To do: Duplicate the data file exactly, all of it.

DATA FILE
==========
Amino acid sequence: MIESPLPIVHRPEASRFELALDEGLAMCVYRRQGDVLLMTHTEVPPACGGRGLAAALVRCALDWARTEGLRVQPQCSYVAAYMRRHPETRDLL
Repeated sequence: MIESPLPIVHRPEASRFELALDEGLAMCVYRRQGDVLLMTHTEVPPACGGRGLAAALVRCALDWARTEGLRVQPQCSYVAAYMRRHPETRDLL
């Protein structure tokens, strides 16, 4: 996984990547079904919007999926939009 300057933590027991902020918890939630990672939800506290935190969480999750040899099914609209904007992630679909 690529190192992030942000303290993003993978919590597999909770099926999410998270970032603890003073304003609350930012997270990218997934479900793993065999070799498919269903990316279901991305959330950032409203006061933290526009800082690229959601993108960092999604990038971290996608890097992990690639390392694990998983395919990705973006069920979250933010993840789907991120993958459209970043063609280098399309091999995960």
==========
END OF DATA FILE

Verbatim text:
Amino acid sequence: MIESPLPIVHRPEASRFELALDEGLAMCVYRRQGDVLLMTHTEVPPACGGRGLAAALVRCALDWARTEGLRVQPQCSYVAAYMRRHPETRDLL
Repeated sequence: MIESPLPIVHRPEASRFELALDEGLAMCVYRRQGDVLLMTHTEVPPACGGRGLAAALVRCALDWARTEGLRVQPQCSYVAAYMRRHPETRDLL
């Protein structure tokens, strides 16, 4: 996984990547079904919007999926939009 300057933590027991902020918890939630990672939800506290935190969480999750040899099914609209904007992630679909 690529190192992030942000303290993003993978919590597999909770099926999410998270970032603890003073304003609350930012997270990218997934479900793993065999070799498919269903990316279901991305959330950032409203006061933290526009800082690229959601993108960092999604990038971290996608890097992990690639390392694990998983395919990705973006069920979250933010993840789907991120993958459209970043063609280098399309091999995960």